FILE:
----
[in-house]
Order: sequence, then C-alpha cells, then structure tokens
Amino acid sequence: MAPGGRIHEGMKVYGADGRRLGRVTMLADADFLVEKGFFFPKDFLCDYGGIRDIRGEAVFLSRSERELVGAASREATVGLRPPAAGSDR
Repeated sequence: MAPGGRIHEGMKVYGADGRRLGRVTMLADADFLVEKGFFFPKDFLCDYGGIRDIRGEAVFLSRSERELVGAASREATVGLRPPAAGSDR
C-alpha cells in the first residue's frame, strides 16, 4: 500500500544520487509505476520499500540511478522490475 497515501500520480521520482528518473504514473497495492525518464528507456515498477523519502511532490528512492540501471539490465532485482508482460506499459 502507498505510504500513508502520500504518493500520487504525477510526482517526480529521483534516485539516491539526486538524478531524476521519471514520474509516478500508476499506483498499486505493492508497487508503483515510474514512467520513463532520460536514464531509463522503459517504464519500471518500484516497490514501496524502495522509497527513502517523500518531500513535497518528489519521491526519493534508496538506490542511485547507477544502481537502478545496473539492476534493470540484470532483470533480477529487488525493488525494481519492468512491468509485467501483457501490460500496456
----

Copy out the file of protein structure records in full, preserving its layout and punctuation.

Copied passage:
[in-house]
Order: sequence, then C-alpha cells, then structure tokens
Amino acid sequence: MAPGGRIHEGMKVYGADGRRLGRVTMLADADFLVEKGFFFPKDFLCDYGGIRDIRGEAVFLSRSERELVGAASREATVGLRPPAAGSDR
Repeated sequence: MAPGGRIHEGMKVYGADGRRLGRVTMLADADFLVEKGFFFPKDFLCDYGGIRDIRGEAVFLSRSERELVGAASREATVGLRPPAAGSDR
C-alpha cells in the first residue's frame, strides 16, 4: 500500500544520487509505476520499500540511478522490475 497515501500520480521520482528518473504514473497495492525518464528507456515498477523519502511532490528512492540501471539490465532485482508482460506499459 502507498505510504500513508502520500504518493500520487504525477510526482517526480529521483534516485539516491539526486538524478531524476521519471514520474509516478500508476499506483498499486505493492508497487508503483515510474514512467520513463532520460536514464531509463522503459517504464519500471518500484516497490514501496524502495522509497527513502517523500518531500513535497518528489519521491526519493534508496538506490542511485547507477544502481537502478545496473539492476534493470540484470532483470533480477529487488525493488525494481519492468512491468509485467501483457501490460500496456